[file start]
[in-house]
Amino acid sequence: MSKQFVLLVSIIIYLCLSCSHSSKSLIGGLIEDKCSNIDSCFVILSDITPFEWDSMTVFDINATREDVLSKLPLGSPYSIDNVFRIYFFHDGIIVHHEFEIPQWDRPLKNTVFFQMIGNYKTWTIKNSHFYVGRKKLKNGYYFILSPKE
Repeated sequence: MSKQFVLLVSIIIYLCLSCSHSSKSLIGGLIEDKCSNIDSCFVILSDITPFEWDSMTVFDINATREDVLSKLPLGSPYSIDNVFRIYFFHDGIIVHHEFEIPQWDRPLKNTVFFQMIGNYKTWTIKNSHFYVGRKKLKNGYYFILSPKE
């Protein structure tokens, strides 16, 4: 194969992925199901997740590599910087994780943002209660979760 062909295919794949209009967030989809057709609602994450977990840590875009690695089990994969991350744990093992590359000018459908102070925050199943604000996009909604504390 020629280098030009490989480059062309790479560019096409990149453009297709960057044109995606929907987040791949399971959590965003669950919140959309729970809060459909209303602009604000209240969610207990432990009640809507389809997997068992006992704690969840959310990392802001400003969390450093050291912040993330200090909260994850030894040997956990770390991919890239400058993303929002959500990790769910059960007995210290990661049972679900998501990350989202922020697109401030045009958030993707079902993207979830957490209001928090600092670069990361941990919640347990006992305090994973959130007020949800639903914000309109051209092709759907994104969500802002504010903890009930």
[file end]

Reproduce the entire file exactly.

[in-house]
Amino acid sequence: MSKQFVLLVSIIIYLCLSCSHSSKSLIGGLIEDKCSNIDSCFVILSDITPFEWDSMTVFDINATREDVLSKLPLGSPYSIDNVFRIYFFHDGIIVHHEFEIPQWDRPLKNTVFFQMIGNYKTWTIKNSHFYVGRKKLKNGYYFILSPKE
Repeated sequence: MSKQFVLLVSIIIYLCLSCSHSSKSLIGGLIEDKCSNIDSCFVILSDITPFEWDSMTVFDINATREDVLSKLPLGSPYSIDNVFRIYFFHDGIIVHHEFEIPQWDRPLKNTVFFQMIGNYKTWTIKNSHFYVGRKKLKNGYYFILSPKE
């Protein structure tokens, strides 16, 4: 194969992925199901997740590599910087994780943002209660979760 062909295919794949209009967030989809057709609602994450977990840590875009690695089990994969991350744990093992590359000018459908102070925050199943604000996009909604504390 020629280098030009490989480059062309790479560019096409990149453009297709960057044109995606929907987040791949399971959590965003669950919140959309729970809060459909209303602009604000209240969610207990432990009640809507389809997997068992006992704690969840959310990392802001400003969390450093050291912040993330200090909260994850030894040997956990770390991919890239400058993303929002959500990790769910059960007995210290990661049972679900998501990350989202922020697109401030045009958030993707079902993207979830957490209001928090600092670069990361941990919640347990006992305090994973959130007020949800639903914000309109051209092709759907994104969500802002504010903890009930």